California Court Grants Fliff Arbitration Request

GamingToday.com is an independent sports news and information service. GamingToday.com has partnerships with some of the top legal and licensed sportsbook companies in the US. Gaming Today may receive referral compensation from the sportsbook company when you claim a bonus offer or promotion through a link on this site. Although the relationships we have with sportsbook companies may influence the order in which we place companies on the site, all reviews, recommendations, and opinions are wholly our own. They are the recommendations from our authors and contributors who are avid sports fans themselves.

For more information, please read How We Rate Sportsbooks, Privacy Policy, or Contact Us with any concerns you may have.

Gaming Today is licensed and regulated to operate in AZ, CO, CT, DC, IA, IL, IN, KS, KY, LA, MA, MD, ME, MI, MS, NJ, NV, NY, OH, ON, PA, TN, VA, VT, WV, and WY.

The long-awaited resolution of the class action lawsuit filed against Fliff in June of the previous year by plaintiff Bishoy Nessim has concluded with a decisive ruling.

In a court session on Wednesday, Judge Sunshine S. Sykes, presiding over the California court, delivered her verdict favoring the defendant. The ruling concurred with Fliff’s assertion that the arbitration clause embedded in the terms and conditions of the sweepstakes sportsbook holds legal weight.

This development marks a pivotal moment in the legal dispute, bringing clarity to the contested issue surrounding the binding nature of the arbitration agreement, not solely for Fliff’s benefit but for other gaming entities.

Sykes, in her order granting Fliff’s arbitration request, supported the defendant’s argument that the legal jurisdiction of Pennsylvania should preside over the proceedings. This stance, she says, holds true even though a considerable portion of Fliff’s operations have been moved to Texas.

Nessim challenged this assertion, arguing that relocating the sportsbook to Texas weakens the connection to Pennsylvania. However, Judge Sykes dismissed Nessim’s argument, emphasizing the relationship between Pennsylvania and the involved parties primarily rooted in Fliff’s principal place of business “at the time of contracting.”

In her judgment, she wrote:

“Despite the seeming unfairness of the situation as it exists, with Fliff being able to claim a connection to Pennsylvania despite it having moved to Texas where it now runs its business from, the Court finds, because Fliff’s principal place of business “at the time of contracting” was Pennsylvania, there is a substantial relationship between Pennsylvania and the Parties.”

Related Pages: Best Sports Betting Apps | Sportsbook Promos | California Sports Betting

Sykes Identifies Lack of Context for “Unsophisticated Party” in Arbitration Agreement

With the court granting Fliff’s motion to move the case to arbitration, the legal proceedings have ended in the courtroom.

Judge Sykes acknowledged the ongoing debate over arbitration agreements in the legal system and provided a detailed discussion on the nature of Fliff’s arbitration agreement.

While recognizing that the agreement referenced American Arbitration Association (AAA) rules, Sykes pointed out a lack of sufficient context for an “unsophisticated party.” Despite this, she concluded that the court could determine the “arbitrability” of the case, which she delved into.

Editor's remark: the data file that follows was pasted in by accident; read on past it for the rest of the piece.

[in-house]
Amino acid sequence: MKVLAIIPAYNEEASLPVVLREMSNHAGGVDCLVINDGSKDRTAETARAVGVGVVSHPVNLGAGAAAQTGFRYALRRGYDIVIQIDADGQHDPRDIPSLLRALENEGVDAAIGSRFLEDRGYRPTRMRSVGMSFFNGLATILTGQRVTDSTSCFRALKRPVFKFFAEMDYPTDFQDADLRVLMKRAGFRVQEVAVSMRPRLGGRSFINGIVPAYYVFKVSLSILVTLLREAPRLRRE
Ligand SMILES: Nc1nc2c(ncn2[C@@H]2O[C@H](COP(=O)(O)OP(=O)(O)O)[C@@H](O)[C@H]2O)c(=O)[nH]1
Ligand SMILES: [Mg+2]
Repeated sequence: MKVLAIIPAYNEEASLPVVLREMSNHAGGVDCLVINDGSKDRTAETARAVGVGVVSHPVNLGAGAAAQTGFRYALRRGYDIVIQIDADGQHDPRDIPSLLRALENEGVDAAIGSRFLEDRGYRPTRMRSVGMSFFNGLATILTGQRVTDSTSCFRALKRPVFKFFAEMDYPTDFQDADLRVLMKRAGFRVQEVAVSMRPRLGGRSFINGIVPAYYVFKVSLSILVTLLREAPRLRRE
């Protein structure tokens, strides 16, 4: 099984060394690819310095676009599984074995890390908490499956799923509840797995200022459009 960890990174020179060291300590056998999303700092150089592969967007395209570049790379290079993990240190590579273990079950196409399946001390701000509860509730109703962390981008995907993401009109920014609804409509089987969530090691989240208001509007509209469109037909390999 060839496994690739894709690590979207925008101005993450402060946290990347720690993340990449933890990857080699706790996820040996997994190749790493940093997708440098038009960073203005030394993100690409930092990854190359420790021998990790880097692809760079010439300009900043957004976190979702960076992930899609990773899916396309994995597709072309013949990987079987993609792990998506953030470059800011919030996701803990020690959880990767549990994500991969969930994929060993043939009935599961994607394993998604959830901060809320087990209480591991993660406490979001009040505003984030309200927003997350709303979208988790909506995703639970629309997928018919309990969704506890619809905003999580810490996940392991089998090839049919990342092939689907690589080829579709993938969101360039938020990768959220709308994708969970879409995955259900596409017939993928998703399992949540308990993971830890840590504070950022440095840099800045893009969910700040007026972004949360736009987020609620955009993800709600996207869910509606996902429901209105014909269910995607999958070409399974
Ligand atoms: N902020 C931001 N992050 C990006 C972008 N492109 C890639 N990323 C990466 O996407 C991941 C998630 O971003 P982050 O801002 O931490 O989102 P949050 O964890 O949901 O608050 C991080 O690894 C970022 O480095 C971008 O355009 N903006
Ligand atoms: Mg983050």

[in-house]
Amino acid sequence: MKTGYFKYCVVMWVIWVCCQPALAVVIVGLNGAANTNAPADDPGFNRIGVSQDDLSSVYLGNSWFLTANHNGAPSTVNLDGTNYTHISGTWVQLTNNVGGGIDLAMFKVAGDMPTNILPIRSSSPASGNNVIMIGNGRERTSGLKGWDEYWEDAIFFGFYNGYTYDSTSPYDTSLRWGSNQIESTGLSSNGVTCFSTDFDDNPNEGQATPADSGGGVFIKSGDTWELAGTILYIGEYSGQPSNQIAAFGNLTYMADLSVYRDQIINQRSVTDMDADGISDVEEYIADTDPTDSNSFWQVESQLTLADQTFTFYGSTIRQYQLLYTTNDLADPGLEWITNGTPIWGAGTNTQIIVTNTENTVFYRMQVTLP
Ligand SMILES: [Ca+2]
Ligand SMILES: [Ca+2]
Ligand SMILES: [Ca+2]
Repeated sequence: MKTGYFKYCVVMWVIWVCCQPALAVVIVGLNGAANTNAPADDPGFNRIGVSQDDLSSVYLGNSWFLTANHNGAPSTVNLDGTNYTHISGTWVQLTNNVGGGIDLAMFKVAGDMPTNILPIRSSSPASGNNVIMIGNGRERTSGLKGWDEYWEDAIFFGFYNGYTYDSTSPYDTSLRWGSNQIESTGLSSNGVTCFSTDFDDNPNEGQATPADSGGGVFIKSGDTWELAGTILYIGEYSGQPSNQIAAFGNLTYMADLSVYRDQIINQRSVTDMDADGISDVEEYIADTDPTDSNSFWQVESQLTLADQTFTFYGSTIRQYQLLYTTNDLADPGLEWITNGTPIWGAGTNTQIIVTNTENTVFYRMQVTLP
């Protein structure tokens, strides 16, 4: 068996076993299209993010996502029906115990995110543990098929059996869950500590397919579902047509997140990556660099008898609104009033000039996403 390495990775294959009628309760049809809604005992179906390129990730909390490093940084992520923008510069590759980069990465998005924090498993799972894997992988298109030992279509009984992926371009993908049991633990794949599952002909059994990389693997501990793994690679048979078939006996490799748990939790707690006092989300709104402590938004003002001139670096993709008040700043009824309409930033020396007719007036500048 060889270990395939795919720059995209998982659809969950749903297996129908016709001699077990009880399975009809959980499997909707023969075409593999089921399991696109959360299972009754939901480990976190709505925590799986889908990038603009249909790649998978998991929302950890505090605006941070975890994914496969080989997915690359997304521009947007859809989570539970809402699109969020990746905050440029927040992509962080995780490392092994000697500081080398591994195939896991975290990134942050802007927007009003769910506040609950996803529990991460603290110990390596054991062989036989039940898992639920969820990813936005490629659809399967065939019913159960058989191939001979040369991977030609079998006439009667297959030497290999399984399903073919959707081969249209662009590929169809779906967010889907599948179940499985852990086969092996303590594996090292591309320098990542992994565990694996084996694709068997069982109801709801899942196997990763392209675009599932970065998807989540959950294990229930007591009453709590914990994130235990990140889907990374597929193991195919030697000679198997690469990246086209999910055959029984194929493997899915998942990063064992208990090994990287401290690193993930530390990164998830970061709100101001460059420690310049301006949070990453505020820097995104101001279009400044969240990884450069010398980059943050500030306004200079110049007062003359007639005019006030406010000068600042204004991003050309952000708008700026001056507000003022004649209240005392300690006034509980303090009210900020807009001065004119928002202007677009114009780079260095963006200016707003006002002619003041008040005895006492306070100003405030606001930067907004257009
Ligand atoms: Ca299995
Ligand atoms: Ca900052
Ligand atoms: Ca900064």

A noteworthy aspect of the breakdown was examining Nessim’s claim that he had no other alternatives in the market. Nessim argued in court that Fliff was operating as an illegal sportsbook.

Judge Sykes pointed out the contradiction in Nessim’s position, emphasizing that if he genuinely thought it was illegal, he could have opted for many other illicit options in the California black market.

In Search of a $5 Million Payday

On June 6, Bishoy Nessim filed a lawsuit against Fliff, alleging that the operator was running an illegal online sportsbook, thus infringing upon the Wire Act, the state’s Unfair Competition Law, and anti-bookmaking statutes.

The plaintiff in the lawsuit sought $5 million in compensation and urged for the immediate cessation of the sportsbook’s operations within the state.

“Despite that public rebuke, Fliff facilitates the ability for California residents to make online sports wagers to win real money without any approvals, regulations, oversight, or taxing,” the suit read.

“To avoid any regulation or legal oversight, Fliff claims to be a free-to-play operator of sweepstakes with the chance for users to ‘play sports prediction games for entertainment.’ But, in the real world, alleged sports prediction games are nothing more than online sports gambling.”

The plaintiff claimed that his losses on Fliff amounted to approximately $7,000 to $8,000.

The lawsuit asserted that Fliff is available for free download on both Apple and Android devices, allowing users to participate in gameplay using Fliff Coins, utilizing the well-known ‘free-to-play’ business model.

The claim further alleges Fliff attracts consumers with a free option and later guides them into real-money gameplay, referred to as ‘Fliff Cash.’

About the Author
Tebearau Egbe

Tebearau Egbe

Tebearau Egbe is a seasoned gambling writer with over four years of experience. Armed with a Masters degree in philosophy, Egbe possesses a unique ability to dissect complex industry developments, distilling them into insightful narratives that captivate readers.

Get connected with us on Social Media